The adventure playgrounds in this country, new though they are, are already providing a number of lessons which we would do 'well to study … For three successive summers the children have built their dens and created Shanty Town, with its own hospital, fire station, shops, etc. As each den appeared, it became functional – and brought with it an appreciation of its nature and responsibility …
The pattern of adventure playgrounds is set by the needs of the children who use them; their 'toys' include woodwork benches and sewing machines. The play of the children is modelled closely on the world around them – and as such has a meaning that is understood easily by all types. We do not believe that children can be locked up in neat little parcels labelled by age and sex. Neither do we believe that education is the prerogative of the schools.

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Apart from the kind of objection you will always get 'from people who resent anything pleasurable that doesn't make money, three kinds of objections are made to adventure playgrounds – danger, unsightliness, and expense of supervision. Happily the danger is more apparent than real, and the Secretary of the National Playing Fields Association has stated that the accident rate is lower than on orthodox playgrounds since hooliganism which results from boredom is absent. They are unsightly in the ordinary sense (and so is nine-tenths of our physical environment), for as Mr. Mays notes,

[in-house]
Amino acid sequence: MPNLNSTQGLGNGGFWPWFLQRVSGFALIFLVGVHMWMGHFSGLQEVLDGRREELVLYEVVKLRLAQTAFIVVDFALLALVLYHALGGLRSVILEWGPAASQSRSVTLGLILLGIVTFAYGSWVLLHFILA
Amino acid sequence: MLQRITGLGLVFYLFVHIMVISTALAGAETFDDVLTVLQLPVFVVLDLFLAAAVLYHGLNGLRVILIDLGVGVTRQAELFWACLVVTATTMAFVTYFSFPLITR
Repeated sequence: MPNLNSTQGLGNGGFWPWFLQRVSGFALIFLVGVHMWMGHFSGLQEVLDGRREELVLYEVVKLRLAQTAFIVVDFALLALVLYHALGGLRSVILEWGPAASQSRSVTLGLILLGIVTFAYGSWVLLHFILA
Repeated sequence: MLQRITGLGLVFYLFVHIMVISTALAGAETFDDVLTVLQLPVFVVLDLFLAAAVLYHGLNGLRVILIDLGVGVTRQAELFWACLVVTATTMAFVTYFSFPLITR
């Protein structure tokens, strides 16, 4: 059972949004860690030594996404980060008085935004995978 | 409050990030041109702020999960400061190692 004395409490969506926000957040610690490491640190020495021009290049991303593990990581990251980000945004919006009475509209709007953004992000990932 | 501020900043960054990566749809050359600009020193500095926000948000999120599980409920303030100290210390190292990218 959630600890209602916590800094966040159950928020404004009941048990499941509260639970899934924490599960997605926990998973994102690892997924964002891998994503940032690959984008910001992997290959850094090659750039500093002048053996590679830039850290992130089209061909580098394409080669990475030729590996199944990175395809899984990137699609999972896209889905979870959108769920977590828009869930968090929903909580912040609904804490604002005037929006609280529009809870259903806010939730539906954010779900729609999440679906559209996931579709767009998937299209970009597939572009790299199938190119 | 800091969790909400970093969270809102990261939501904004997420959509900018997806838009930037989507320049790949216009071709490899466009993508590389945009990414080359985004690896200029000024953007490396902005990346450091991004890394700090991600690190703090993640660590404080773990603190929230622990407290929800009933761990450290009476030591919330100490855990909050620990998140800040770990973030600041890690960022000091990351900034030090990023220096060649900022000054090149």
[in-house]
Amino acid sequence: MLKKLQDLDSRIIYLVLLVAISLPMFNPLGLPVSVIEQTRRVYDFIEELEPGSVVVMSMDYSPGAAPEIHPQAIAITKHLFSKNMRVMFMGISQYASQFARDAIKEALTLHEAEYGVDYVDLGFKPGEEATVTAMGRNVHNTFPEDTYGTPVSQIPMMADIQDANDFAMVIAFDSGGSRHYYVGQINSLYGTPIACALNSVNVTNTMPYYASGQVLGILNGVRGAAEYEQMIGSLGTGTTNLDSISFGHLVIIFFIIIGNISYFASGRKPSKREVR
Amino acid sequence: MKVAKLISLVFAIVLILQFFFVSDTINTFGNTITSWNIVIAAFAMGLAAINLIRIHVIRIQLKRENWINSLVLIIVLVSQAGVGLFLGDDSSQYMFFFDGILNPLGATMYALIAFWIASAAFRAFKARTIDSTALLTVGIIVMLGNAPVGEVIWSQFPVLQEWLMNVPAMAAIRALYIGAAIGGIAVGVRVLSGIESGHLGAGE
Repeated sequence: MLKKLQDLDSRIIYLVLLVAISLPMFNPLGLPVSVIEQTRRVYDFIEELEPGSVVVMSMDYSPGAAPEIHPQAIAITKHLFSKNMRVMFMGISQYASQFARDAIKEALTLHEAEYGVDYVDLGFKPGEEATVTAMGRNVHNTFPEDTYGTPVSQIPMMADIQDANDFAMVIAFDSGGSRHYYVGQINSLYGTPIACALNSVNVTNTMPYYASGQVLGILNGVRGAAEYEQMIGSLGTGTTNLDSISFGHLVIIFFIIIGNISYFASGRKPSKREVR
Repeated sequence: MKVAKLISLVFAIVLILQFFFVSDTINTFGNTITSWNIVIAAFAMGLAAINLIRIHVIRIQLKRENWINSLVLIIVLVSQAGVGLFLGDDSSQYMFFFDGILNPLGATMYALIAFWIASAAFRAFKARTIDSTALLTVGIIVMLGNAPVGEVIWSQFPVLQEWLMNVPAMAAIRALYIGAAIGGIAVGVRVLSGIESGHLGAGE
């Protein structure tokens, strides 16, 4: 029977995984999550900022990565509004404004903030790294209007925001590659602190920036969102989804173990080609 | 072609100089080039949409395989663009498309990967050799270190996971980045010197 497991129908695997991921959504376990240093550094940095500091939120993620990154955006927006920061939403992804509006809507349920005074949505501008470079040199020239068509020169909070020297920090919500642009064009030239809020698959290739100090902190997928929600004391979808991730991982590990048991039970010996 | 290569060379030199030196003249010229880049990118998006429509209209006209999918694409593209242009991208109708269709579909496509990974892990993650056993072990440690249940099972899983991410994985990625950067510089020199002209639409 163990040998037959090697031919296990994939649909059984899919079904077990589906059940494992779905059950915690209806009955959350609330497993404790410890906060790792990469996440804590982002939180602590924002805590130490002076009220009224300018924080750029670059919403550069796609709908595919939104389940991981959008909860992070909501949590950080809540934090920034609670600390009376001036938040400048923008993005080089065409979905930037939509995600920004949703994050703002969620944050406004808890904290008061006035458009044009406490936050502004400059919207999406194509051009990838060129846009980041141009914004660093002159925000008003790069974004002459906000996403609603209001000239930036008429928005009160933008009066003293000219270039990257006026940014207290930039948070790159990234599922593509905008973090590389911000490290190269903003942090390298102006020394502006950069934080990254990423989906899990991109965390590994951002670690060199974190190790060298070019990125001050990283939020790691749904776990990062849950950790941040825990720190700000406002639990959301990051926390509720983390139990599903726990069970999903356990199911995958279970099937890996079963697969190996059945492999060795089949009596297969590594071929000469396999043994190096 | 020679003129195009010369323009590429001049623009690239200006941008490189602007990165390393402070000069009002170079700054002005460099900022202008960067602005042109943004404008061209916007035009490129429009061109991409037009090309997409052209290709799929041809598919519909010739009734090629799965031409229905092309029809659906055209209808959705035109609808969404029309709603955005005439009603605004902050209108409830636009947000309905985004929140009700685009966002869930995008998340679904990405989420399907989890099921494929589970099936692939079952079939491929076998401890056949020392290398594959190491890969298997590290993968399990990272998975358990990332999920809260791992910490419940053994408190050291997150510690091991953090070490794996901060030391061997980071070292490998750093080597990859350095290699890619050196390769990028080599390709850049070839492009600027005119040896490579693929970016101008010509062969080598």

Children like disorder or find some invisible order therein. Most adults hate it. Children do not in the least mind being dirty. Most adults abhor it. Children will find a source of enjoyment in the oddest and most unlikely play material: tin cans, milk bottle tops, broken slates, soil cinders, firewood. The adult mind thinks of these things in terms of refuse and rubbish …

The solution of course is to use a solid fence instead of chicken-wire, as is after all customary for adult building and demolition operations. (The Emdrup playground has a 6ft. high bank with a thicket hedge and fence on top, which also absorbs the high frequencies of children's voices).